Endurance, hand in hand with peace, will find justice one day. Three kings, following an ancient star. It's an old story, but aren't they all.

Merry Christmas. Peace be unto you.
(c) 2017 William Rivers Pitt is a senior editor and lead columnist at Truthout. He is also a New York Times and internationally bestselling author of three books: War on Iraq: What Team Bush Doesn't Want You to Know, The Greatest Sedition Is Silence and House of Ill Repute: Reflections on War, Lies, and America's Ravaged Reputation. His fourth book, The Mass Destruction of Iraq: Why It Is Happening, and Who Is Responsible, co-written with Dahr Jamail, is available now on Amazon. He lives and works in New Hampshire.

The Dead Letter Office...

Paul gives the corporate salute.

Heil Trump,

Dear Unterfuhrer Ryan,

Congratulations, you have just been awarded the "Vidkun Quisling Award!" Your name will now live throughout history with such past award winners as Marcus Junius Brutus, Judas Iscariot, Benedict Arnold, George Stephanopoulos, George W. Bush, George H.W. Bush, Prescott Bush, Sam Bush, Fredo Bush, Kate Bush, Kyle Busch, Anheuser Busch, Vidkun Quisling, and last year's winner Volksjudge John (the enforcer) Roberts.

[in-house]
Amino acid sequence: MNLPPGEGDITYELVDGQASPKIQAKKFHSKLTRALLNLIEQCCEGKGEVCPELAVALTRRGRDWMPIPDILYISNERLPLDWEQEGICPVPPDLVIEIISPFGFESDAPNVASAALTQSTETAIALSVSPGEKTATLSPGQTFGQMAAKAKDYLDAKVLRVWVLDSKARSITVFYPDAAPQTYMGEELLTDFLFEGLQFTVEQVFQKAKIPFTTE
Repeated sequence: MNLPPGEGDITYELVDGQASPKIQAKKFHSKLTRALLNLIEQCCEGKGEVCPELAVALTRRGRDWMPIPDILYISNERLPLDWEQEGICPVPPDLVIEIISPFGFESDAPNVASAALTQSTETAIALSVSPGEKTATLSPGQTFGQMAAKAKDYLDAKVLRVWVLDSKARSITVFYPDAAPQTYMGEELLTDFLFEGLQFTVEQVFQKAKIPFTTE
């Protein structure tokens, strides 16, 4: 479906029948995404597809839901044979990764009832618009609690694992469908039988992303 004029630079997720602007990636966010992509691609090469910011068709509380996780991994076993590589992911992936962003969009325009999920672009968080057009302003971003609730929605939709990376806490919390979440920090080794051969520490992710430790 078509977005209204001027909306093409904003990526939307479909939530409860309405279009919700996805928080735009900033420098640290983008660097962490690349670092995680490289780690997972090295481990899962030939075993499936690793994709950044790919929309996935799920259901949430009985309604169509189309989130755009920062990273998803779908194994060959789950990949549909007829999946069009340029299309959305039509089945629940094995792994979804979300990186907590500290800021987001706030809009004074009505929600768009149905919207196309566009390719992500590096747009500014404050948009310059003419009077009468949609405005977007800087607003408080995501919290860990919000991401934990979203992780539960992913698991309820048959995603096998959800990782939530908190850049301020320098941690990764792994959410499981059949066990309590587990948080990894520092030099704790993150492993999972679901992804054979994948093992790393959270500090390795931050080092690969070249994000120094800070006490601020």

Without your lock step calling for the repeal of the Constitution and the Bill of Rights, your war against the poor, sick and elderly, Yemen, Syria, Iran and those many other profitable oil wars to come would have been impossible! With the help of our mutual friends, the other "Republican Whores" you have made it possible for all of us to goose-step off to a brave new bank account!

Along with this award you will be given the Knight's Cross of the Iron Cross with Golden Oak Leaves, Swords and Diamonds presented by our glorious Fuhrer, Herr Trump at a gala celebration at "der Fuhrer Bunker," formally the "White House," on 12-31-2017. We salute you Herr Ryan, Sieg Heil!

Signed by,
Vice Fuhrer Pence

Heil Trump

A Year With Trump
By Robert Reich

Last week, Utah Senator Orrin Hatch stood on the White House lawn, opining that Donald Trump's presidency could be "the greatest presidency that we've seen, not only in generations, but maybe ever."

I beg to differ.

America has had its share of crooks (Warren G. Harding, Richard Nixon), bigots (Andrew Jackson, James Buchanan), and incompetents (Andrew Johnson, George W. Bush). But never before Donald Trump have we had a president who combined all these nefarious qualities.

America's great good fortune was to begin with the opposite - a superb moral leader. By June of 1775, when Congress appointed George Washington to command the nation's army, he had already "become a moral rallying post," as his biographer, Douglas Southall Freeman, described him, "the embodiment of the purpose, the patience, and the determination necessary for the triumph of the revolutionary cause."